Also, If gas averages $6 per gallon between 2011 and 2016 (a real possibility) and the Volt gets 150 mpg on average, it'll cost you $480 a year in petrolium to drive 12,000 miles per year. If you drive a 30mpg Focus, it'll cost you $2,400. Over 5 years, you would save about $10,000, which isn't bad, either. I know energy prices have to be averaged in, too, but those costs are currently 1/6 the price of gasoline, and we can get electricity from wind, solar, nuclear, hydro/etc. it doesn't come from the Gulf in most cases.

      If our gov't is going to spend billions rescuing financial institutions and propping up oil's big profits, I think a little money going toward a better vehicle is more than ok.
      • 7 Years Ago
      Gm will probably lease it. then after a few years when lease up or if they buy out Tesla, they'll crush them.

      When Prius came out originally, I heard that toyota was eating $10,000 per car.
      • 7 Years Ago
      Give them a break please. GM is trying to bring the first ever general purpose electric to the mass market. We subsidize all sorts of technology research for the public benefit as in the research grants to universities for example. Helping auto makers to push their first electric vehicles is not much different from that. Though, giving a tax break to people who can afford a $40,000 does not seem very tenable politically.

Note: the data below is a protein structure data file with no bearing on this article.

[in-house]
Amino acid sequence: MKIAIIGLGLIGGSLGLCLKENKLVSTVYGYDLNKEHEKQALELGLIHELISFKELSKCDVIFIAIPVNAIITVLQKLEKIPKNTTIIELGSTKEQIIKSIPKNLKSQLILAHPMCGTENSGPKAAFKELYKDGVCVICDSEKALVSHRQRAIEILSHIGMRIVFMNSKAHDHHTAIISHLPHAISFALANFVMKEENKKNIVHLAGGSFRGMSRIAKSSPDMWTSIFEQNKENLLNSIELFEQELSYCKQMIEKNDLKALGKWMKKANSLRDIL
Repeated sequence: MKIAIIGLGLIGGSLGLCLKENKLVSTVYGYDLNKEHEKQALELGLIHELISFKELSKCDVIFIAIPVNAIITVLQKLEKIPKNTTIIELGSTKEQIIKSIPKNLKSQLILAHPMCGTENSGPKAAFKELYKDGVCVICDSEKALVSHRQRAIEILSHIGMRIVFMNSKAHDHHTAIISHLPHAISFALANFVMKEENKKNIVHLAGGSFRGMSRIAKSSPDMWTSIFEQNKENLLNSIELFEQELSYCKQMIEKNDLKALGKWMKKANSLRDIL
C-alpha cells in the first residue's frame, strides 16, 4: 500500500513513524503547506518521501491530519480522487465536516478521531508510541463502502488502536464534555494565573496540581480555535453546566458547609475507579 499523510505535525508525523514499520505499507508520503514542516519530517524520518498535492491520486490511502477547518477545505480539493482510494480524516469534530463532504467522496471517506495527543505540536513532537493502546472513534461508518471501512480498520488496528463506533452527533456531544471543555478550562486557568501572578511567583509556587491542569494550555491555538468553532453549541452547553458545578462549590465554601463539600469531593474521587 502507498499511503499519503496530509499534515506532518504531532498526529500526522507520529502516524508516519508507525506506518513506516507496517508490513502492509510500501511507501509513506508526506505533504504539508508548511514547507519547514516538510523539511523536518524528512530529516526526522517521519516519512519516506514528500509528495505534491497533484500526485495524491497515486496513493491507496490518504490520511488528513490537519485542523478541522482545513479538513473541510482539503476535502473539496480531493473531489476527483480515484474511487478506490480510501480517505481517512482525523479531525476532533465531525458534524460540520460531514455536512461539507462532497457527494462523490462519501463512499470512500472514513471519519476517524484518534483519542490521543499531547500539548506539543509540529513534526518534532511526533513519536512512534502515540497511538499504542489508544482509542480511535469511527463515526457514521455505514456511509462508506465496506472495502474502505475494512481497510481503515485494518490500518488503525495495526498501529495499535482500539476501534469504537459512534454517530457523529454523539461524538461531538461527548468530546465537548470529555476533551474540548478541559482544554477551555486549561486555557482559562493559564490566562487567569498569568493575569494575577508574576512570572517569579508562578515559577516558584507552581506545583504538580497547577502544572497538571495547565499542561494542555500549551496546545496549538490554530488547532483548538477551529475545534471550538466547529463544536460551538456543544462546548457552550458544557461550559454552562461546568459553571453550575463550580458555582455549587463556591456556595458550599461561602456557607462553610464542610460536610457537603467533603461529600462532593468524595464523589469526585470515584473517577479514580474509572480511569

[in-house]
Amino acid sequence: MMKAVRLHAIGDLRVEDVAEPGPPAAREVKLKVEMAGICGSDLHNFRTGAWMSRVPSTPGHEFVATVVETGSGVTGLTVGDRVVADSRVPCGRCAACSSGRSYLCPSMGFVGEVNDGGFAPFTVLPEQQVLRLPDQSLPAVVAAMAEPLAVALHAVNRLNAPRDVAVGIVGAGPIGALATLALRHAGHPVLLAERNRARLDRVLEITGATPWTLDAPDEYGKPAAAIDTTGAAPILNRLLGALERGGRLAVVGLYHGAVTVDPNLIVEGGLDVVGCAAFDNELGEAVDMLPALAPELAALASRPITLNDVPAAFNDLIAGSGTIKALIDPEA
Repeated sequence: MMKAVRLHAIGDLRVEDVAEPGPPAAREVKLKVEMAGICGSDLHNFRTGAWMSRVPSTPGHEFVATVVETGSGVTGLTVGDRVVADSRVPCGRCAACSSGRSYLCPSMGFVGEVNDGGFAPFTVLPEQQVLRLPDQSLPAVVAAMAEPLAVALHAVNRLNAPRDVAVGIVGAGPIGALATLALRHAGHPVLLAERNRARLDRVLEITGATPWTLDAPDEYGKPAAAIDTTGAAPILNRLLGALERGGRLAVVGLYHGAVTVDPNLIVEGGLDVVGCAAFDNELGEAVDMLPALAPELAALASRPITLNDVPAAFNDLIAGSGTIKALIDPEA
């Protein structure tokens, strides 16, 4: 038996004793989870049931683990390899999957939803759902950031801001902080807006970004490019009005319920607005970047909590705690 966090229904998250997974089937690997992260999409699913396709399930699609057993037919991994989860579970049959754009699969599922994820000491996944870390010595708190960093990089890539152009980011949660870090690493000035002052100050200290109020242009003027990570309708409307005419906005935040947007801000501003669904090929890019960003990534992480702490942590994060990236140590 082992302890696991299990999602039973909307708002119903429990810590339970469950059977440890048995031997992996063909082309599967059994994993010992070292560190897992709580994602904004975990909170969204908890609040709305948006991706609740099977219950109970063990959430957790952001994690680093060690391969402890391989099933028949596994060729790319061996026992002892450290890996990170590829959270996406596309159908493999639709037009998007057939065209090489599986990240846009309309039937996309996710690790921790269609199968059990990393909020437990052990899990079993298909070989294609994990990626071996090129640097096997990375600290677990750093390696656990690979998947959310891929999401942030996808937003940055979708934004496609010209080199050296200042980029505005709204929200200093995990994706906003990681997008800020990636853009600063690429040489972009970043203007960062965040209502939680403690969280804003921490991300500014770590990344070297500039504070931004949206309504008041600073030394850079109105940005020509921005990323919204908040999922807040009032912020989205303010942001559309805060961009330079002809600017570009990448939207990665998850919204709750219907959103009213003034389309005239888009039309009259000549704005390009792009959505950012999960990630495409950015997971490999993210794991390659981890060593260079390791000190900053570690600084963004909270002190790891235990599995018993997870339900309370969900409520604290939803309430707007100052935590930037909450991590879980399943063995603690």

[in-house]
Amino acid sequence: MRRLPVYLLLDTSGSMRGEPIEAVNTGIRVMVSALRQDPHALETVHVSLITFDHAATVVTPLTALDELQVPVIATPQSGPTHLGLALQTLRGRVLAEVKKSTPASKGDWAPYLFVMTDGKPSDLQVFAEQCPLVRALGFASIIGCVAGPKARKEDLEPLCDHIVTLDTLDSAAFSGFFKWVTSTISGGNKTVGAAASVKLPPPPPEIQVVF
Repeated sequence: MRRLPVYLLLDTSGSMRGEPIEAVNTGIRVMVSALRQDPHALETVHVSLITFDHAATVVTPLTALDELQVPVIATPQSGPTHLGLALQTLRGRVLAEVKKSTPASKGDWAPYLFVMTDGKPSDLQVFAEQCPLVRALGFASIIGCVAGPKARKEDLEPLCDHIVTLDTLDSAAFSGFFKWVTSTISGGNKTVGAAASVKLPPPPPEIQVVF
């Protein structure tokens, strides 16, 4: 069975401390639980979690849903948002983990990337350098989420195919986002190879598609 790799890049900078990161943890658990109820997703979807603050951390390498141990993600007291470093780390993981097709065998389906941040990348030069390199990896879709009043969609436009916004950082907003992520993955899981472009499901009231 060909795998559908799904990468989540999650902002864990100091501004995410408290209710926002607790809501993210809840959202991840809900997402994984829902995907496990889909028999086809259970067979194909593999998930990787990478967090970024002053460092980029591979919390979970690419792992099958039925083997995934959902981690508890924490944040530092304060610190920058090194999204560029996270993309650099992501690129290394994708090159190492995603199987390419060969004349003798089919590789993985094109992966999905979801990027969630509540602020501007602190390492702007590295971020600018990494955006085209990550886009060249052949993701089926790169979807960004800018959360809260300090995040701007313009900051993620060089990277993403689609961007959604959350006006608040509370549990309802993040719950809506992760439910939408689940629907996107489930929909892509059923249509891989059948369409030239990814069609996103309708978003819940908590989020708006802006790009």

• 7 Years Ago
        GM is already sucking at the teat of tax breaks, what do you think their full line up of pretend hybrids are for?
        • 7 Years Ago
        This isn't an electric vehicle, it's a plug-in hybrid. It cannot be considered a general-purpose electric vehicle.
      • 7 Years Ago
      Better build some power plants or require solar panels to photo-voltaics...
        • 7 Years Ago
        tenl- yes I thinkthat is great too. Or adapt the Ranger to have a bed cover with Pvs. That would work too. I was encourged by the Ohio company that is going to equip the Saturn Sky with an electric motor and a set of batteries to go 100 miles range +/-. that would serve most people viz commute and pick up kids. Great idea.
        all these companies are not waiting for the govt or the "bigs" to do the electric car. the USA is just doing it ourselves.